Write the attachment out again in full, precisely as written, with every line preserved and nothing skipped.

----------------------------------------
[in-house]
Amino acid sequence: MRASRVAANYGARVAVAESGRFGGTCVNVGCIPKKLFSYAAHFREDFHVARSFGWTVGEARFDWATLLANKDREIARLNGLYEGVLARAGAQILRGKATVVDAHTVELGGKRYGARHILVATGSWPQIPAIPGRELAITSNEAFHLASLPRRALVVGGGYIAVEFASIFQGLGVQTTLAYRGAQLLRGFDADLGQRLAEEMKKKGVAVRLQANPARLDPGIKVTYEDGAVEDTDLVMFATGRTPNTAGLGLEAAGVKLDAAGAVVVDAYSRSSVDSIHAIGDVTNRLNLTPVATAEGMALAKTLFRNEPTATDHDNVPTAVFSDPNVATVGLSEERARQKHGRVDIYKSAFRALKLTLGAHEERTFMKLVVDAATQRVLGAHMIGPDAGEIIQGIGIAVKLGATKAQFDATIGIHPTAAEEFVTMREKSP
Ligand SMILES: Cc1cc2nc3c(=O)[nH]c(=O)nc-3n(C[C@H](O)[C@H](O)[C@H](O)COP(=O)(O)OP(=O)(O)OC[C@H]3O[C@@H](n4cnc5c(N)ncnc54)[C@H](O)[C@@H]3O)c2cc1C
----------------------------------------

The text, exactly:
[in-house]
Amino acid sequence: MRASRVAANYGARVAVAESGRFGGTCVNVGCIPKKLFSYAAHFREDFHVARSFGWTVGEARFDWATLLANKDREIARLNGLYEGVLARAGAQILRGKATVVDAHTVELGGKRYGARHILVATGSWPQIPAIPGRELAITSNEAFHLASLPRRALVVGGGYIAVEFASIFQGLGVQTTLAYRGAQLLRGFDADLGQRLAEEMKKKGVAVRLQANPARLDPGIKVTYEDGAVEDTDLVMFATGRTPNTAGLGLEAAGVKLDAAGAVVVDAYSRSSVDSIHAIGDVTNRLNLTPVATAEGMALAKTLFRNEPTATDHDNVPTAVFSDPNVATVGLSEERARQKHGRVDIYKSAFRALKLTLGAHEERTFMKLVVDAATQRVLGAHMIGPDAGEIIQGIGIAVKLGATKAQFDATIGIHPTAAEEFVTMREKSP
Ligand SMILES: Cc1cc2nc3c(=O)[nH]c(=O)nc-3n(C[C@H](O)[C@H](O)[C@H](O)COP(=O)(O)OP(=O)(O)OC[C@H]3O[C@@H](n4cnc5c(N)ncnc54)[C@H](O)[C@@H]3O)c2cc1C